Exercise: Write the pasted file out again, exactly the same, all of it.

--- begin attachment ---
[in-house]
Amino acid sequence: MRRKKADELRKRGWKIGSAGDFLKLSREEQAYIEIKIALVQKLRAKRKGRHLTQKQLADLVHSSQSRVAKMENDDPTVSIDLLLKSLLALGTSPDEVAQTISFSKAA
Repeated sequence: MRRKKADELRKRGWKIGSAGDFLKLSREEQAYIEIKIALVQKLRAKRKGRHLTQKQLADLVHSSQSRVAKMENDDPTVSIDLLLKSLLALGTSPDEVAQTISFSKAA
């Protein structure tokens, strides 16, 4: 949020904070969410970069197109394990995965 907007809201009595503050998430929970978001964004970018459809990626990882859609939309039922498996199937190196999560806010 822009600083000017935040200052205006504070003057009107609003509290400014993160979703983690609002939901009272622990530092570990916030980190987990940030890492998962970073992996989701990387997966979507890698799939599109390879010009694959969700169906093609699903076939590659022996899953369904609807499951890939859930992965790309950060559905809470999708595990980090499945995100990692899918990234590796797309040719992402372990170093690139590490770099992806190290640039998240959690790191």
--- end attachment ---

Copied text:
[in-house]
Amino acid sequence: MRRKKADELRKRGWKIGSAGDFLKLSREEQAYIEIKIALVQKLRAKRKGRHLTQKQLADLVHSSQSRVAKMENDDPTVSIDLLLKSLLALGTSPDEVAQTISFSKAA
Repeated sequence: MRRKKADELRKRGWKIGSAGDFLKLSREEQAYIEIKIALVQKLRAKRKGRHLTQKQLADLVHSSQSRVAKMENDDPTVSIDLLLKSLLALGTSPDEVAQTISFSKAA
């Protein structure tokens, strides 16, 4: 949020904070969410970069197109394990995965 907007809201009595503050998430929970978001964004970018459809990626990882859609939309039922498996199937190196999560806010 822009600083000017935040200052205006504070003057009107609003509290400014993160979703983690609002939901009272622990530092570990916030980190987990940030890492998962970073992996989701990387997966979507890698799939599109390879010009694959969700169906093609699903076939590659022996899953369904609807499951890939859930992965790309950060559905809470999708595990980090499945995100990692899918990234590796797309040719992402372990170093690139590490770099992806190290640039998240959690790191």